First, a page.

NCERT Solutions for Class 8th Social Science Chapter 3 Ruling the Countryside

National Council of Educational Research and Training (NCERT) Book Solutions for Class 8th
Subject: Social Science
Chapter: Chapter 3 – Ruling the Countryside

Class 8th Social Science Chapter 3 Ruling the Countryside NCERT Solution is given below.

Question 1:
Match the following:
ryot – village
mahal – peasant
nij – cultivation on ryot’s lands
ryoti – cultivation on planter’s own land

ryot = peasant
mahal = village
nij = cultivation on planter’s own land
ryoti = cultivation on ryot’s lands

Question 2:
Fill in the blanks:
(a) Growers of woad in Europe saw ___________ as a crop which would providecompetition to their earnings.
(b) The demand for indigo increased in the late-eighteenth-century Britain becauseof ____________.
(c) The international demand for indigo was affected by the discovery of___________.
(d) The Champaran movement was against ______________.

(a)Growers of woad in Europe saw indigo as a crop which would provide competition to their earnings.
(b) The demand for indigo increased in the late-eighteenth-century Britain because of the expansion of cotton production as a result of industrialisation, which in turn created an enormous demand for cloth dyes.
(c)The international demand for indigo was affected by the discovery of synthetic dyes.
(d)The Champaran movement was against the indigo planters.

Question 3:
Describe the main features of the Permanent Settlement.

In order to get a stable revenue income, most of the East India Company’s officials believed that investment in land had to be encouraged and agriculture had to be improved. Debates on how this was to be done led to the introduction of the Permanent Settlement in 1793. The aim of this settlement was to ensure a regular flow of revenue for the Company. As per the settlement, rajas and taluqdars were recognised as zamindars. They were asked to collect rent from the peasants and pay revenue to the Company. The amount to be paid was fixed permanently and it was not to be increased ever in the future. The Company believed that as the revenue amount was fixed, the zamindars would benefit by investing in land improvement, which would in turn lead to increased production. If the zamindars failed to pay the revenue, which they usually did as the fixed revenue was very high, they lost their zamindari.

Question 4:
How was the mahalwari system different from the Permanent Settlement?


Mahalwari Settlement Permanent Settlement
The mahalwari system, devised by Holt Mackenzie, came into effect in 1822, in the North Western provinces of the Bengal Presidency. The Permanent Settlement was introduced in 1793 by Lord Cornwallis.
It was devised as an alternative to the Permanent Settlement. It was aimed at ensuring stable revenue for the East India Company.
The village headmen were in charge of collecting revenue. The rajas and taluqdars were in charge of collecting revenue.
The revenue amount was not fixed, and was to be revised periodically. The estimated revenue of each plot within a village was added up to calculate the revenue that each village or mahal had to pay. The revenue amount was fixed and was never to be increased in the future.

Question 5:
Give two problems which arose with the new Munro system of fixing revenue.

Under the new Munro system of fixing revenue, the revenue officials fixed too high a revenue demand. This demand could not be met by the peasants. Consequently, the peasants fled the countryside and villages became deserted in many regions.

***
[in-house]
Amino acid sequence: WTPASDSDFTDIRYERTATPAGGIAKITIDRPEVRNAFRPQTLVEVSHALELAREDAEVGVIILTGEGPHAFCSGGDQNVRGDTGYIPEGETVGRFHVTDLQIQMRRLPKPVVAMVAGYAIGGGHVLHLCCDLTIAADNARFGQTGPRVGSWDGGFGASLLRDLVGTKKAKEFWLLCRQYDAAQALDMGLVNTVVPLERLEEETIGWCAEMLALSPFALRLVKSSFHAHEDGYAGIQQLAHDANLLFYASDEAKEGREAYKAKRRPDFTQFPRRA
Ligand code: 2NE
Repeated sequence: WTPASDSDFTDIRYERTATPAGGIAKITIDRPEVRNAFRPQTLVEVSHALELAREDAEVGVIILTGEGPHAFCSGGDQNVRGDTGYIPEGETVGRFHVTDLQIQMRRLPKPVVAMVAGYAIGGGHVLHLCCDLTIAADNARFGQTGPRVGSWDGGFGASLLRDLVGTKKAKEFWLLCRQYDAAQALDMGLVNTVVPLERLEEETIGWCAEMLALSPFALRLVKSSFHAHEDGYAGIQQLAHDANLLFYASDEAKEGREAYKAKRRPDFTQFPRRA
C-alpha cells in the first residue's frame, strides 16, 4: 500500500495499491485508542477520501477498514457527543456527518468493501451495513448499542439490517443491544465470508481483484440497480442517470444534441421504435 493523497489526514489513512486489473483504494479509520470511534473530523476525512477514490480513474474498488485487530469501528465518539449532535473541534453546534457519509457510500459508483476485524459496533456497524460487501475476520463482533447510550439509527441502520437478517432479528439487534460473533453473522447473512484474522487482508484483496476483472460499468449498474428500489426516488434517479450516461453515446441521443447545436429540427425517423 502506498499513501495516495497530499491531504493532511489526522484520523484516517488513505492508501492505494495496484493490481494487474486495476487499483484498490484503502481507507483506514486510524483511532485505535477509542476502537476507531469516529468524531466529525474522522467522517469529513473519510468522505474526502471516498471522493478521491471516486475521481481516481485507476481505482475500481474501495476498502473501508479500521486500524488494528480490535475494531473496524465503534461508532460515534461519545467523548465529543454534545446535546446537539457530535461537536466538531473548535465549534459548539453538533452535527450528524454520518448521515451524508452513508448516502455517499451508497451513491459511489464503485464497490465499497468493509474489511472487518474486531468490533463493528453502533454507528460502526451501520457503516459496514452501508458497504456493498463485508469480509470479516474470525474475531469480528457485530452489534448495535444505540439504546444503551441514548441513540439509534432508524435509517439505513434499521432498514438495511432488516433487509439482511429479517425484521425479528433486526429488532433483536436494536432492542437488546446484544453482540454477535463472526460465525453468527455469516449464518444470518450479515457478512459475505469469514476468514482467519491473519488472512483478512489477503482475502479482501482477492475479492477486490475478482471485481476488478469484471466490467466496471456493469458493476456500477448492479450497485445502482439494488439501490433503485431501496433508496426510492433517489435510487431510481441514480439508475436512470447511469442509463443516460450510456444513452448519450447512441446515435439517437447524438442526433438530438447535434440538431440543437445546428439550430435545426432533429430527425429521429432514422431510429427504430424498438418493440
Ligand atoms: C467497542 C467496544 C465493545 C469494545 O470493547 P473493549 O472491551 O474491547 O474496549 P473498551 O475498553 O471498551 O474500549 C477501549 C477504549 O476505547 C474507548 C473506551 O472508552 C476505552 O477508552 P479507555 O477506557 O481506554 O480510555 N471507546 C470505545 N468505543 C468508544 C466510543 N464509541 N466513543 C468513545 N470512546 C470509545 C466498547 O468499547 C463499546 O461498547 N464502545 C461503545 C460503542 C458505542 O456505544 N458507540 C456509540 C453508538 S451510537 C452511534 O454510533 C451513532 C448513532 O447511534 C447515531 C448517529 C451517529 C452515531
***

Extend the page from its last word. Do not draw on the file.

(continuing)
Question 6:
Why were ryots reluctant to grow indigo?

Under the ryoti system, the indigo planters forced the ryots to sign an agreement or contract. At times, the village headmen signed the contract on behalf of the ryots. Those who signed the contract got cash advances at low rates of interest to produce indigo. The loan committed the ryot to cultivate indigo on at least 25 per cent of the area under his holding. On delivering the crop to the planter, the ryot was given a new loan, and the cycle started again.

The peasants realised that this system of growing indigo was in fact  oppressive. The price that they got from the planters for the indigo was very low. The loans, though tempting at first, were part of a vicious cycle from which they could not escape. The planters insisted that the peasants cultivate indigo on the most fertile parts of their land, but the peasants preferred growing rice on the best soils. The reason for not wanting to grow indigo was that indigo, with its deep roots, exhausted the soil rapidly. So, after an indigo harvest, the land could not be used for sowing rice.

Question 7:
What were the circumstances which led to the eventual collapse of indigo production in Bengal?

The indigo ryots of Bengal felt they had the support of local zamindars and village headmen in their struggle against the forceful and oppressive methods of the indigo planters. They also believed the British government would support them in their struggle. The Lieutenant Governor’s tour of the region in 1859 was seen as a sign of government sympathy while the magistrate’s notice stating that ryots would not be compelled to accept indigo contracts was seen as the declaration by Queen Victoria herself. Many intellectuals too supported the ryots by writing about their misery, the tyranny of the planters, and the horror of the system. In March 1859, thousands of ryots refused to grow indigo. Worried by the rebellion, the government set up the Indigo Commission to inquire into the system of indigo production. The Commission held the planters guilty, and criticised them for their coercive methods. It declared that indigo cultivation was not profitable for ryots, and that after fulfilling their existing contracts, they could refuse to produce indigo in future. Consequently, indigo production collapsed in Bengal.

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